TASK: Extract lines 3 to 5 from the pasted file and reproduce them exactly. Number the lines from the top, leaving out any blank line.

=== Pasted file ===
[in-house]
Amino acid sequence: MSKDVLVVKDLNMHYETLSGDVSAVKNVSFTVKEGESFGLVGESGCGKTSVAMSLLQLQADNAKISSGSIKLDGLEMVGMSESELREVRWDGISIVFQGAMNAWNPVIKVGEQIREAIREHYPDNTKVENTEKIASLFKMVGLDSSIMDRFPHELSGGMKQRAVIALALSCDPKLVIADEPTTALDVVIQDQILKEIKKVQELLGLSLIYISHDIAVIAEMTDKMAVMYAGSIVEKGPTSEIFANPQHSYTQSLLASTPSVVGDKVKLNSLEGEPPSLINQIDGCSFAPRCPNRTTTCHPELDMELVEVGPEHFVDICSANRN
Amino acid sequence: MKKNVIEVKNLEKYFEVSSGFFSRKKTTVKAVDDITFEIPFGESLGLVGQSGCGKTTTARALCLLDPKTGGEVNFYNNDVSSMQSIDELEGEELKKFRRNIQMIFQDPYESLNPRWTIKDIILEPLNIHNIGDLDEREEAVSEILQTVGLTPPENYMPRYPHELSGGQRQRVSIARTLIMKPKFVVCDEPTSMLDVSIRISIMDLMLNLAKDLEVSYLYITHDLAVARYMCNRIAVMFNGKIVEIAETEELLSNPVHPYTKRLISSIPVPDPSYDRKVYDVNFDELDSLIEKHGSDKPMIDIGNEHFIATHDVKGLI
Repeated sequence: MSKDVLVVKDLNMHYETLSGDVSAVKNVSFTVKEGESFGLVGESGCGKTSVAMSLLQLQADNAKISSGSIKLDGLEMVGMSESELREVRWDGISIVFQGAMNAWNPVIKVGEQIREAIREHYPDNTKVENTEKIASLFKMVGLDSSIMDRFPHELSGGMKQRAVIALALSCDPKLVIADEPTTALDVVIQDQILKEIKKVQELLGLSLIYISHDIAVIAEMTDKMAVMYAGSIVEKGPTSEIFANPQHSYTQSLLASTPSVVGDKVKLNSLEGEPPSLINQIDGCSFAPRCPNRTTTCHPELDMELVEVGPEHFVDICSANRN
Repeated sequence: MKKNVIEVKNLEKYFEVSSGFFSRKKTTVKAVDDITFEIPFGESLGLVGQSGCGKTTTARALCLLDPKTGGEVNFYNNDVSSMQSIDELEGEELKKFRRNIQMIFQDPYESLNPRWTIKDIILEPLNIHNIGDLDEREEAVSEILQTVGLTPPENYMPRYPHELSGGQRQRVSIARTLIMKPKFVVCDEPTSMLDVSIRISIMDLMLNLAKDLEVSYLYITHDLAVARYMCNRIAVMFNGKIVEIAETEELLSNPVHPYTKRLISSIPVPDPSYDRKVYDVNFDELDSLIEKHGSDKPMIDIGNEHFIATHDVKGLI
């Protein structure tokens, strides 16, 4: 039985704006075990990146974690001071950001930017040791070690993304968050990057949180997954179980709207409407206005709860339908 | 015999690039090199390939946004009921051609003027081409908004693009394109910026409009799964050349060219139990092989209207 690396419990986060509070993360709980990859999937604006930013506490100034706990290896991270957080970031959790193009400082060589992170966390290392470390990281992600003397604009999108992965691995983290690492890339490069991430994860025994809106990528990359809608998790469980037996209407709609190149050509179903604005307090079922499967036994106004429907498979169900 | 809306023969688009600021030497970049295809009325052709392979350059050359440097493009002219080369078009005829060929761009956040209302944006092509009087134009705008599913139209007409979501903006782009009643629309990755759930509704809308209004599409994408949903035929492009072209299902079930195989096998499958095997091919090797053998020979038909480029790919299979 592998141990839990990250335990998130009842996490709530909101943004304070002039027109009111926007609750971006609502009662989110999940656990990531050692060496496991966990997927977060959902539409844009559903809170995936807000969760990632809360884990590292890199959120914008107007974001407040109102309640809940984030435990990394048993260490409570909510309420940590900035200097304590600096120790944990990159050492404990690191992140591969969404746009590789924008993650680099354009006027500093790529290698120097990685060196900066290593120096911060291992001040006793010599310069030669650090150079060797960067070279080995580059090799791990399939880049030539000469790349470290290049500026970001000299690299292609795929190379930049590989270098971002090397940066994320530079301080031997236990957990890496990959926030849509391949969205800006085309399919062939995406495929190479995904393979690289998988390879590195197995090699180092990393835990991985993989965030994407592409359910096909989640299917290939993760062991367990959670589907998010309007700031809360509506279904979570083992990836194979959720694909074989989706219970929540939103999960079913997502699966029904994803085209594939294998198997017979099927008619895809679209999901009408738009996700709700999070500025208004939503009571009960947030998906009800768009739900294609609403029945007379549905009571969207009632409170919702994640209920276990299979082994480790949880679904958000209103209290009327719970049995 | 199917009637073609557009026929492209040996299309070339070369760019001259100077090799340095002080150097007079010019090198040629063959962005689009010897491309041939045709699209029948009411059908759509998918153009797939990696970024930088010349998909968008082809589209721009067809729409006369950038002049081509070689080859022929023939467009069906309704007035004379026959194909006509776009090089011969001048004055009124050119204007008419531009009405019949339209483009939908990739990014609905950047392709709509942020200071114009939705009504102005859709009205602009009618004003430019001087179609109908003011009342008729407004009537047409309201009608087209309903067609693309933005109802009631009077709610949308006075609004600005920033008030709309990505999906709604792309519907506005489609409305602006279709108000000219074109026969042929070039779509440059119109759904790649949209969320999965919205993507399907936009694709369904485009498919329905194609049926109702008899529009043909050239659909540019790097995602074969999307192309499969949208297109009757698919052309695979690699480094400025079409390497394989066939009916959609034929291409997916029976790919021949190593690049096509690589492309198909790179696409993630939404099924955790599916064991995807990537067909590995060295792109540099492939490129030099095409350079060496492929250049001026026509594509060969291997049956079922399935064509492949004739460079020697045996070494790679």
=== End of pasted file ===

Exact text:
Amino acid sequence: MKKNVIEVKNLEKYFEVSSGFFSRKKTTVKAVDDITFEIPFGESLGLVGQSGCGKTTTARALCLLDPKTGGEVNFYNNDVSSMQSIDELEGEELKKFRRNIQMIFQDPYESLNPRWTIKDIILEPLNIHNIGDLDEREEAVSEILQTVGLTPPENYMPRYPHELSGGQRQRVSIARTLIMKPKFVVCDEPTSMLDVSIRISIMDLMLNLAKDLEVSYLYITHDLAVARYMCNRIAVMFNGKIVEIAETEELLSNPVHPYTKRLISSIPVPDPSYDRKVYDVNFDELDSLIEKHGSDKPMIDIGNEHFIATHDVKGLI
Repeated sequence: MSKDVLVVKDLNMHYETLSGDVSAVKNVSFTVKEGESFGLVGESGCGKTSVAMSLLQLQADNAKISSGSIKLDGLEMVGMSESELREVRWDGISIVFQGAMNAWNPVIKVGEQIREAIREHYPDNTKVENTEKIASLFKMVGLDSSIMDRFPHELSGGMKQRAVIALALSCDPKLVIADEPTTALDVVIQDQILKEIKKVQELLGLSLIYISHDIAVIAEMTDKMAVMYAGSIVEKGPTSEIFANPQHSYTQSLLASTPSVVGDKVKLNSLEGEPPSLINQIDGCSFAPRCPNRTTTCHPELDMELVEVGPEHFVDICSANRN
Repeated sequence: MKKNVIEVKNLEKYFEVSSGFFSRKKTTVKAVDDITFEIPFGESLGLVGQSGCGKTTTARALCLLDPKTGGEVNFYNNDVSSMQSIDELEGEELKKFRRNIQMIFQDPYESLNPRWTIKDIILEPLNIHNIGDLDEREEAVSEILQTVGLTPPENYMPRYPHELSGGQRQRVSIARTLIMKPKFVVCDEPTSMLDVSIRISIMDLMLNLAKDLEVSYLYITHDLAVARYMCNRIAVMFNGKIVEIAETEELLSNPVHPYTKRLISSIPVPDPSYDRKVYDVNFDELDSLIEKHGSDKPMIDIGNEHFIATHDVKGLI